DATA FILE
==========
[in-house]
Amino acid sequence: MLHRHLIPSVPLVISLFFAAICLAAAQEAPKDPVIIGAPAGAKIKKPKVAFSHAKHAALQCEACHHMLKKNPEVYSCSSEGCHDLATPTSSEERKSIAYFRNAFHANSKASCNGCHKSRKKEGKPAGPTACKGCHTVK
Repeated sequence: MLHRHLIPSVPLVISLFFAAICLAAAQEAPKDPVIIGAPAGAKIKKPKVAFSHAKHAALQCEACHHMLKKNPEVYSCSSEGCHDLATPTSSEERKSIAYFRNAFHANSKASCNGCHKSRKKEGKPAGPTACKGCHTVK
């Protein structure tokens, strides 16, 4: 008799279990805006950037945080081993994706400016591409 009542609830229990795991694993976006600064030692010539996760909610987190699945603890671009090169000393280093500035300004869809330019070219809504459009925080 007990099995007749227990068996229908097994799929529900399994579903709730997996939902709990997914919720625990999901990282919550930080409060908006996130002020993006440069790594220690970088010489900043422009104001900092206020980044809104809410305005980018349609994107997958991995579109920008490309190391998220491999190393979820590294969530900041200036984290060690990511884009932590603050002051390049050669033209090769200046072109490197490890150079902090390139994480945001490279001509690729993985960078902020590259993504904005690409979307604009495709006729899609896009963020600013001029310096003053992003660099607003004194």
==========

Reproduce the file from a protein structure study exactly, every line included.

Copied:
[in-house]
Amino acid sequence: MLHRHLIPSVPLVISLFFAAICLAAAQEAPKDPVIIGAPAGAKIKKPKVAFSHAKHAALQCEACHHMLKKNPEVYSCSSEGCHDLATPTSSEERKSIAYFRNAFHANSKASCNGCHKSRKKEGKPAGPTACKGCHTVK
Repeated sequence: MLHRHLIPSVPLVISLFFAAICLAAAQEAPKDPVIIGAPAGAKIKKPKVAFSHAKHAALQCEACHHMLKKNPEVYSCSSEGCHDLATPTSSEERKSIAYFRNAFHANSKASCNGCHKSRKKEGKPAGPTACKGCHTVK
């Protein structure tokens, strides 16, 4: 008799279990805006950037945080081993994706400016591409 009542609830229990795991694993976006600064030692010539996760909610987190699945603890671009090169000393280093500035300004869809330019070219809504459009925080 007990099995007749227990068996229908097994799929529900399994579903709730997996939902709990997914919720625990999901990282919550930080409060908006996130002020993006440069790594220690970088010489900043422009104001900092206020980044809104809410305005980018349609994107997958991995579109920008490309190391998220491999190393979820590294969530900041200036984290060690990511884009932590603050002051390049050669033209090769200046072109490197490890150079902090390139994480945001490279001509690729993985960078902020590259993504904005690409979307604009495709006729899609896009963020600013001029310096003053992003660099607003004194």